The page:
Getting the edge in professional selling
Terence A. Hockenhull
ONE OF MY all-time favorite questions to ask during in a sales call is, “In a perfect world’ what would you really like?” As an alternative, “If money were no object, what would you be looking to buy?”
Why are these questions so powerful? Well, provided that you are talking to someone who is willing to be relatively unguarded with their responses, chances are you will get them to relate a “wish-list!” And a wish list is little more than a list of needs which the client, for budgetary or other reasons, is realistic enough to know that he can’t have it all.
Let me put this into perspective. Some months ago, I was meeting with a senior HR Manager from a large company that had recently undergone some significant downsizing. Budgets (for HR, training and other non-operational expenditures had been drastically cut. In reality, the chances of getting any business from this company was all but impossible. After discussing limitations on budget and spending, I asked what she would be looking at doing over the next few months if she still had her original budget. She was quick to outline all of her previous plans.
My next strategy was to establish which of these activities the highest priority were and ask whether these programs would still go ahead. Regrettably, she had included sales in the initial list of training programs she would like to run but had now put these as a lower priority; with the budget cuts, these programs were the first to go. I inquired whether she felt sales training to be important given that the company was now facing a highly competitive marketplace and the future success would certainly depend on revenues over the next couple of years.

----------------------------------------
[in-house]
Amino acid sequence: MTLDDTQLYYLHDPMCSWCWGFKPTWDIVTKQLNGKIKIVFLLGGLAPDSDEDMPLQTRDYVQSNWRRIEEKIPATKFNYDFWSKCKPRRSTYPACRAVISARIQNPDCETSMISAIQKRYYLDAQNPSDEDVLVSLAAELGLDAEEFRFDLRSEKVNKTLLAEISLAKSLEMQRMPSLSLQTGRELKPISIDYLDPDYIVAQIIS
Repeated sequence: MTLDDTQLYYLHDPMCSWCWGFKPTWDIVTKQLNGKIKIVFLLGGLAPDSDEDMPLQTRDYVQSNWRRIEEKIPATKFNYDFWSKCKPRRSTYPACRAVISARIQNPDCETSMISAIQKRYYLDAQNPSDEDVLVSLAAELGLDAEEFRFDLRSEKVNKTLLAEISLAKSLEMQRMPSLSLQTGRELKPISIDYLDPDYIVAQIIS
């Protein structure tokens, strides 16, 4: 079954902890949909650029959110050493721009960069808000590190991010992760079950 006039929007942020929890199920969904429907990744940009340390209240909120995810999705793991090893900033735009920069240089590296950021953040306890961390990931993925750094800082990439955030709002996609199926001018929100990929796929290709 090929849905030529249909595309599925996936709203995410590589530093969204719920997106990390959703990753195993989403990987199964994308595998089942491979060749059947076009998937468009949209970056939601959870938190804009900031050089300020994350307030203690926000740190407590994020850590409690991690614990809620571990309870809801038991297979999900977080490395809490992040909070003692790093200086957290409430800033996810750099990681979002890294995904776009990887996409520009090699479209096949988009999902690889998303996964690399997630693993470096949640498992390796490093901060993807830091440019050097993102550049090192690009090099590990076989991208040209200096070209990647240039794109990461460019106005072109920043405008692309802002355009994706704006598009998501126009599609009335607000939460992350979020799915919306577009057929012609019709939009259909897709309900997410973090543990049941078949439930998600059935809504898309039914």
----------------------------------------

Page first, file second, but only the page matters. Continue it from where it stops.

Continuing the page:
Since none of this conversation appeared in the slightest bit threatening, she was quite comfortable setting out her needs. There may be a few readers who would assert that these needs are pointless if the customer has no means to pay. The hungry man who has no money to buy food is still hungry! So providing a solution which would address the lack of budget but still allow the sales team to receive training would probably be well received.
I took the time to confirm the following facts. The sales team needed training; she would proceed with training if she had the budget, and she would like both sales executives and managers to be involved in any training programs. By this point, it was obvious that I would not be getting four or five programs to run over the next six months. So I asked whether she would be willing to allocate funds for a single program to train managers and allow them to cascade skills to their individual teams. We ironed out a few details, I explained how I might design and deliver such a training program and I parted company with her with the agreement to submit a proposal for the training. I’m happy to say I ran the program a few weeks later.
Of course this was considerably less than I expected when I walked into the client’s office. But it is testament to the original question, “In a perfect world, what would you really like?” Ask this question (or something similarly worded) and the client will detail everything they would like. Pick out the items that you can deliver and match these to the wish list. As one more example, just imagine if you were asked to describe the perfect car (money being no object). In detailing a super-fast, high-performance BMW or Mercedes (or whatever your preference might be) you would be expressing a need for good performance, stylish looks, comfort and safety, all of which might appear in a less prestigious brand (for a considerably lower price).
Take the time to find out what is important to your clients. Establish needs (even if the customer believes these cannot be met), and match your solutions to these needs. In this way you will walk away with a closed sale considerably more often that you might think possible!
Terence A. Hockenhull is a long-term resident of the Philippines. He is an accomplished sales consultant who currently holds an executive sales position with an Italian geotechnical company.